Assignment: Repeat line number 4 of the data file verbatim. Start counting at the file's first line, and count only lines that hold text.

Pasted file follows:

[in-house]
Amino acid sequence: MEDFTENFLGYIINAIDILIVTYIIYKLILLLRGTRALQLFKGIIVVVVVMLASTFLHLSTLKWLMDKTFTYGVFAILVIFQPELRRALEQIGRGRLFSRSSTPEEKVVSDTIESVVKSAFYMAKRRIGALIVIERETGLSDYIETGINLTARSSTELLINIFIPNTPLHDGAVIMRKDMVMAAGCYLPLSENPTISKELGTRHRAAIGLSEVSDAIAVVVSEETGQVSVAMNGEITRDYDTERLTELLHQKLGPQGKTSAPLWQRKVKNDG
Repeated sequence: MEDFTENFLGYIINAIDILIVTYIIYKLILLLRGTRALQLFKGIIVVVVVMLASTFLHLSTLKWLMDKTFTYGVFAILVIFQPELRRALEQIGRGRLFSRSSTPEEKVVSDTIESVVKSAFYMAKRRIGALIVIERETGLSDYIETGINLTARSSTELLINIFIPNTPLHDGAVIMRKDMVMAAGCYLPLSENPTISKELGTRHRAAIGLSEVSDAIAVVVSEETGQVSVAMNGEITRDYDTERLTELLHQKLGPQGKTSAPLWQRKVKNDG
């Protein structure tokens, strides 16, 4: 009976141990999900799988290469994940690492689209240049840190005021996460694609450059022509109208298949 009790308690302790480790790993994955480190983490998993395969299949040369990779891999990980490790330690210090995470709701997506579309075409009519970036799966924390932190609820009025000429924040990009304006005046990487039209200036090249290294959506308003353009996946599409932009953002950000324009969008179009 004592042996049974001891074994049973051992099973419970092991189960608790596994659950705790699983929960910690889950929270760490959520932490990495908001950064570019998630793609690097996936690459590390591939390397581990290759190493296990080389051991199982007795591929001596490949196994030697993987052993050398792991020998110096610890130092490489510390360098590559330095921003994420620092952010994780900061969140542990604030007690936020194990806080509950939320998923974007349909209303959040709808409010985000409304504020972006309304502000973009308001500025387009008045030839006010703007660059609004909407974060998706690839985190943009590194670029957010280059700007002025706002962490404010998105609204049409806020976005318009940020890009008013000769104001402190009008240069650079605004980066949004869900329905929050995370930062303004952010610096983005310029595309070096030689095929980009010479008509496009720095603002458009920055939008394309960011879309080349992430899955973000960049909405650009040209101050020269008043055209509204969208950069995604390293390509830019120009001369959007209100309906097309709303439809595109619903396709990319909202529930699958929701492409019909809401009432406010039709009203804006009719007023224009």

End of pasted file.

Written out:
């Protein structure tokens, strides 16, 4: 009976141990999900799988290469994940690492689209240049840190005021996460694609450059022509109208298949 009790308690302790480790790993994955480190983490998993395969299949040369990779891999990980490790330690210090995470709701997506579309075409009519970036799966924390932190609820009025000429924040990009304006005046990487039209200036090249290294959506308003353009996946599409932009953002950000324009969008179009 004592042996049974001891074994049973051992099973419970092991189960608790596994659950705790699983929960910690889950929270760490959520932490990495908001950064570019998630793609690097996936690459590390591939390397581990290759190493296990080389051991199982007795591929001596490949196994030697993987052993050398792991020998110096610890130092490489510390360098590559330095921003994420620092952010994780900061969140542990604030007690936020194990806080509950939320998923974007349909209303959040709808409010985000409304504020972006309304502000973009308001500025387009008045030839006010703007660059609004909407974060998706690839985190943009590194670029957010280059700007002025706002962490404010998105609204049409806020976005318009940020890009008013000769104001402190009008240069650079605004980066949004869900329905929050995370930062303004952010610096983005310029595309070096030689095929980009010479008509496009720095603002458009920055939008394309960011879309080349992430899955973000960049909405650009040209101050020269008043055209509204969208950069995604390293390509830019120009001369959007209100309906097309709303439809595109619903396709990319909202529930699958929701492409019909809401009432406010039709009203804006009719007023224009």